JM Cotter et al. (J Pediatr 2020; 218: 157-65) reviewed 1214 C difficile positive results from a total of 6841 C difficile tests 2013-15 & 2015-17). Key findings:
- In the later era of multiplex tests, there was a much higher rate of C difficile detection (1.7-2.3 times higher) and a much higher rate of detection.
- However, 31% of the multiplex tests identified another organism which indicates a high likelihood of a false-positive test (C difficile colonization)
- Many of these “C difficile infections” were detected simply due to ease of test ordering. In addition, the test results should be viewed with suspicion particularly in low-risk individuals.
- Nearly one-third of the C difficile infected patients were oncology patients who are known to have high rates of asymptomatic colonization.
- In patients known to have high risk of asymptomatic colonization (eg. young, oncology, IBD), detection of C difficile infection may lead to anchoring bias resulting in diagnostic delays for other disorders.
My take: We know that we are approaching the diagnosis of C difficile infection the wrong way (see IDSA guidelines below), but it is so quick and easy.
Related blog posts:
- Clostridium difficile Guidelines The diagnosis of CDI… Molecular tests (eg, nucleic acid amplification tests [NAATs], such as polymerase chain reaction), which do not differentiate colonization and infection, are now the most commonly used test for CDI among US hospitals. NAATs have the potential to misdiagnose patients with colonization as having CDI, particularly when used in patients with low likelihood of CDI. Thus, this guideline strongly reinforces the importance of practicing good diagnostic stewardship and limiting C difficile testing to patients with new-onset, unexplained, and clinically significant (ie, at least 3 unformed stools in a 24-hour period) diarrhea…formed stools should not be tested for C difficile, nor should patients be retested within 7 days of a previous negative C difficile test. In pediatric populations, because of the unclear role of C difficile as a cause of diarrhea in infants, children less than 12 months of age should not be tested…If diagnostic stewardship is not an achievable goal, use of NAAT alone is likely to lead to frequent misdiagnosis of CDI among patients with C difficile colonization. In these cases, NAAT alone should be avoided and a multistep algorithm that incorporates toxin testing is recommended.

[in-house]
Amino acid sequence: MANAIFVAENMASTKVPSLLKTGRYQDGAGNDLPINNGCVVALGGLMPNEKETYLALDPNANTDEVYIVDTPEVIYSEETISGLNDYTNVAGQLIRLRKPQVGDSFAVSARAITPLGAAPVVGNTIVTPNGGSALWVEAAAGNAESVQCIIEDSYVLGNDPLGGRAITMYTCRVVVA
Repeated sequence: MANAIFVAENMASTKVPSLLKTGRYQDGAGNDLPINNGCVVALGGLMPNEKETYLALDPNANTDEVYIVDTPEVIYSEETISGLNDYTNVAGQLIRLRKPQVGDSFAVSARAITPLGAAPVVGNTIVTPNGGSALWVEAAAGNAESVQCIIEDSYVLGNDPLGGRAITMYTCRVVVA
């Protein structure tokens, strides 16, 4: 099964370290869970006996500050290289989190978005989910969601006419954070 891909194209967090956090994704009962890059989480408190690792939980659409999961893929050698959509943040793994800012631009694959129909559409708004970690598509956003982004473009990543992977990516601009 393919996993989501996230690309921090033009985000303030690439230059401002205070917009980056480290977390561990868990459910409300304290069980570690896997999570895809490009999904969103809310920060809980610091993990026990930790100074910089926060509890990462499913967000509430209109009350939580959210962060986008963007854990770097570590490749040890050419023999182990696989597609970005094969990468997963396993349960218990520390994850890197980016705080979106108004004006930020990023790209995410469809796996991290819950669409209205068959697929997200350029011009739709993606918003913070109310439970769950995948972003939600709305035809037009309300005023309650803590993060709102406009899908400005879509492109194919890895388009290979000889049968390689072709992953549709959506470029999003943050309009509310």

- 4 Points for C diff in Inflammatory Bowel Disease
- Overdiagnosis of C difficile with PCR Assays
- C diff Risk factors in children
- Clostridium difficile/Fecal Microbiota Transplantation Video …
- Clostridium difficile: Colonization vs. Symptomatic Infection …
- Clostridium difficile Epidemiology | gutsandgrowth
- Precise Identification of C difficile Transmission …
- Clostridium difficile in IBD | gutsandgrowth
- A C difficile two-fer | gutsandgrowth
- Keeping Up with Clostridium Difficile | gutsandgrowth
- How Common are Clostridium difficile infections …
- Predicting Severe Clostridium Difficile | gutsandgrowth
- Consensus Guidelines on FMT | gutsandgrowth
From MDEdge Pediatrics: full link: FDA approves fidaxomicin for treatment of C. difficile-associated diarrhea
Approval [by FDA] was based on results from SUNSHINE, a phase 3, multicenter, investigator-blind, randomized, parallel-group study in 142 pediatric patients aged between 6 months and 18 years with confirmed C. difficile infection who received either fidaxomicin or vancomycin for 10 days. Clinical response 2 days after the conclusion of treatment was similar in both groups (77.6% for fidaxomicin vs. 70.5% for vancomycin), and fidaxomicin had a superior sustained response 30 days after the conclusion of treatment (68.4% vs. 50.0%)…
The fidaxomicin pediatric trial was the first randomized, controlled trial of C. difficile infection treatment in children,”
AY Guh et al. NEJM 2020; 382: 1320-30. The authors examined the U.S. Burden of CDI by using the Emerging Infections Program (35 counties in 10 states). Key findings:
- 15,461 cases of CDI in 2011 and 15,5512 in 2017 detected which extrapolates to 476,000 national cases in 2011 and 462,400 national cases in 2017
- When accounting for increased use of PCR assays, the authors estimate that the C difficile infectious burden decreased by 24% from 2011 to 2017 (due to a drop in health care-associated infections.